• Warehouse 1: 804,000 square foot facility for finished goods parts
  • Warehouse 2: 436,000 square foot facility for raw materials parts

Combined, both warehouses have over 150,000 SKUs of service parts in inventory held in approximately 400,000 storage locations. Total Ryder SCS staffing is approximately 400 hourly, 100 temporary packaging and warehouse workers, and 49 salaried personnel.

Ryder SCS receives daily demand forecasts from its client to identify which parts inventories need to be replenished and which may become potential backorders. From the forecast, Ryder SCS prioritizes what items need to be packaged and identifies single piece versus parts kits fulfillment requirements. Ryder SCS packages approximately 100,000 parts pieces per day.

Warehouse 1 processes approximately 28,000 parts orders per day. Parts orders are wave picked based upon outbound carrier pickup
cutoff times. Most picking is piece pick out of racks, shelves and bins to totes which circulate on automated conveyors to one of 12 packing stations. Ryder SCS continuously monitors individual parts profiles/demand and re-slots faster movers as needed. If a rush order is dropped to Ryder by 5:30 P.M., it will ship the same day.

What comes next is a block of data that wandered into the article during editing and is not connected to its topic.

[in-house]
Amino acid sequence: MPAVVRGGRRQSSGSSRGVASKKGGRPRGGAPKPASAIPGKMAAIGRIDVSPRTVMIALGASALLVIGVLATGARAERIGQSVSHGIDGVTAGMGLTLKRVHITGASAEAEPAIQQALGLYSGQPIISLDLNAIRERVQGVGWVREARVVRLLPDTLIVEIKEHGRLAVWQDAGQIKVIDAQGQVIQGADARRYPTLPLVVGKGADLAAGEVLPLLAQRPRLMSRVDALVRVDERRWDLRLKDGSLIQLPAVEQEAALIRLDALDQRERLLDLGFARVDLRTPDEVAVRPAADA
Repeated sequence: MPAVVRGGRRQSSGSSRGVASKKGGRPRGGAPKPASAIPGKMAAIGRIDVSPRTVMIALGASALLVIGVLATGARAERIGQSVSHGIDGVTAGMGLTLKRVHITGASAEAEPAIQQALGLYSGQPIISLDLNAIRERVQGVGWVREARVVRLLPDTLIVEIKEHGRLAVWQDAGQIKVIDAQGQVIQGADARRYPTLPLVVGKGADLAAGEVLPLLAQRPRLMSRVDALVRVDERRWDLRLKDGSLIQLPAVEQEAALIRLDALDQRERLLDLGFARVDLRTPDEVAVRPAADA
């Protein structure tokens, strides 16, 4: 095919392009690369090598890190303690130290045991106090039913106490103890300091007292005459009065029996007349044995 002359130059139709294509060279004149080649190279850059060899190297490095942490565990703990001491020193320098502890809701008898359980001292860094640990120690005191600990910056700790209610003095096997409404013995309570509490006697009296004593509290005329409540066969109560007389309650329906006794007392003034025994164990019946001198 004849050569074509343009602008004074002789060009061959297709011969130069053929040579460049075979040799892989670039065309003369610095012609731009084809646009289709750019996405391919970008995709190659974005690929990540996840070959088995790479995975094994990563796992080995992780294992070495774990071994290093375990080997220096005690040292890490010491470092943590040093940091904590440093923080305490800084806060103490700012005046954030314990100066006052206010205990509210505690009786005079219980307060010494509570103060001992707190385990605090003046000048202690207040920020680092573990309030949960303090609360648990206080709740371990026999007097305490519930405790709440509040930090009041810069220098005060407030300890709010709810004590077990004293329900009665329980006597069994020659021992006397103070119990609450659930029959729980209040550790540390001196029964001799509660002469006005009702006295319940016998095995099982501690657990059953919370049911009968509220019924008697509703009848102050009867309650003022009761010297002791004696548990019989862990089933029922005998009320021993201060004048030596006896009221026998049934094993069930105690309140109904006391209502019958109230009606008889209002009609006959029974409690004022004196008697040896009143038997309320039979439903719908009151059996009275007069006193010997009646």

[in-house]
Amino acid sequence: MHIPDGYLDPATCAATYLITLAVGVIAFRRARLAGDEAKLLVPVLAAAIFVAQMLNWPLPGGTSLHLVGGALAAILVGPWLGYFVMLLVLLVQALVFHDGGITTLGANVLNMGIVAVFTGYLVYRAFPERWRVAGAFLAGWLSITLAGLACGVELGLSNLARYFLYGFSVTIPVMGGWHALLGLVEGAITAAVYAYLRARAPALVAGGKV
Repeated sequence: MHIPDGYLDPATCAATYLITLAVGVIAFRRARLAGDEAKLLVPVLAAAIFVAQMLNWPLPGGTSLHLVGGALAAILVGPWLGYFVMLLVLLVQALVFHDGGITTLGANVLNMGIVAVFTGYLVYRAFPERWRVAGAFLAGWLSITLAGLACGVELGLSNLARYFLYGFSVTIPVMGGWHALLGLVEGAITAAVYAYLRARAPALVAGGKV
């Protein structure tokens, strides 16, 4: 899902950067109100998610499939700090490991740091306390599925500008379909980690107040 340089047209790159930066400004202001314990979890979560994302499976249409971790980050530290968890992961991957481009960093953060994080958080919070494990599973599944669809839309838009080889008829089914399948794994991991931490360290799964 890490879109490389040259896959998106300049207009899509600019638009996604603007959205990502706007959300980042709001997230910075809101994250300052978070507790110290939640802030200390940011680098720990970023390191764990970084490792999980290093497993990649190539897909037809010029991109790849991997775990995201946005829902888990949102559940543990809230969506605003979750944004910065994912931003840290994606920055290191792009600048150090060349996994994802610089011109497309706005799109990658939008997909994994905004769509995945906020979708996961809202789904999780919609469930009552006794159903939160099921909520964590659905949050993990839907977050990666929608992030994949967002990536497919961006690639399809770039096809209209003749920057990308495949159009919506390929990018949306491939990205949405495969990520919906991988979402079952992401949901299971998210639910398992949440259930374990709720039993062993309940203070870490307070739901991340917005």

Most of Ryder SCS’s packaging work is performed in Warehouse 2. Ryder SCS uses a Kanban parts inventory process to “pull” parts orders into its packaging area. The packaging area has poly-bagging stations with bowl feeder capability, automated packaging stations, and flashing stations for programming control boards.

Ryder SCS has made significant improvements in reducing its customer’s parts backorders through Lean process improvements and is typically running at an order fill accuracy rate above 99.7%.

Ryder SCS Operations Review Summary
Ryder’s acquisition of TLC has greatly extended its domestic Consumer and Food & Grocery industry customer base and warehouse network footprint. When combined with its long-standing automotive, high-tech, and industrial manufacturing customers, Ryder SCS now has a substantial presence in most major vertical industries. From our visits, we have reviewed its skills in managing complex value-added warehousing and packaging operations.

Ryder SCS’s significant network transportation management capabilities can be paired with the newly added TLC operations which focus on warehousing, packaging, and value-added services to sell integrated supply chain management services to customers. Through its acquisition, Ryder SCS is well positioned to provide intricate 3PL solutions to customers in multiple vertical industries and expand to its overall domestic business.

 

Sources: A&A Primary Research, http://www.ryder.com/